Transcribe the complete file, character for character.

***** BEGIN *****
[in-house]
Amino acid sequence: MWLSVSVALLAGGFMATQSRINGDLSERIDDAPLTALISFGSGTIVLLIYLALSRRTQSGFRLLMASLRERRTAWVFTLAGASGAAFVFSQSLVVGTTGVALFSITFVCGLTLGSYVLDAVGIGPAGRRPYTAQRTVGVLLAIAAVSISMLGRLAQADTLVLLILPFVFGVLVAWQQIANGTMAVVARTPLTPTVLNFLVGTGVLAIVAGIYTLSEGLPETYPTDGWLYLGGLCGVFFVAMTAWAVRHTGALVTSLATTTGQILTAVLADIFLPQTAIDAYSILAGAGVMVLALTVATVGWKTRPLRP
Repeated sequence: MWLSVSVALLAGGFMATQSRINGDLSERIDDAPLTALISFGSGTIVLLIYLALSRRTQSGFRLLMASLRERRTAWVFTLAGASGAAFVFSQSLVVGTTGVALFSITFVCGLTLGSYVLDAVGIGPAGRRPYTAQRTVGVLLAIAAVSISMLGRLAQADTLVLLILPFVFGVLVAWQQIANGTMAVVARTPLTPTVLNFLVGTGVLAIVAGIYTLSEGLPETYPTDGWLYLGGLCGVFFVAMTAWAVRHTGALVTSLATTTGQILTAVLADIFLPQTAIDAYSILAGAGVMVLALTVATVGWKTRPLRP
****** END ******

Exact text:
[in-house]
Amino acid sequence: MWLSVSVALLAGGFMATQSRINGDLSERIDDAPLTALISFGSGTIVLLIYLALSRRTQSGFRLLMASLRERRTAWVFTLAGASGAAFVFSQSLVVGTTGVALFSITFVCGLTLGSYVLDAVGIGPAGRRPYTAQRTVGVLLAIAAVSISMLGRLAQADTLVLLILPFVFGVLVAWQQIANGTMAVVARTPLTPTVLNFLVGTGVLAIVAGIYTLSEGLPETYPTDGWLYLGGLCGVFFVAMTAWAVRHTGALVTSLATTTGQILTAVLADIFLPQTAIDAYSILAGAGVMVLALTVATVGWKTRPLRP
Repeated sequence: MWLSVSVALLAGGFMATQSRINGDLSERIDDAPLTALISFGSGTIVLLIYLALSRRTQSGFRLLMASLRERRTAWVFTLAGASGAAFVFSQSLVVGTTGVALFSITFVCGLTLGSYVLDAVGIGPAGRRPYTAQRTVGVLLAIAAVSISMLGRLAQADTLVLLILPFVFGVLVAWQQIANGTMAVVARTPLTPTVLNFLVGTGVLAIVAGIYTLSEGLPETYPTDGWLYLGGLCGVFFVAMTAWAVRHTGALVTSLATTTGQILTAVLADIFLPQTAIDAYSILAGAGVMVLALTVATVGWKTRPLRP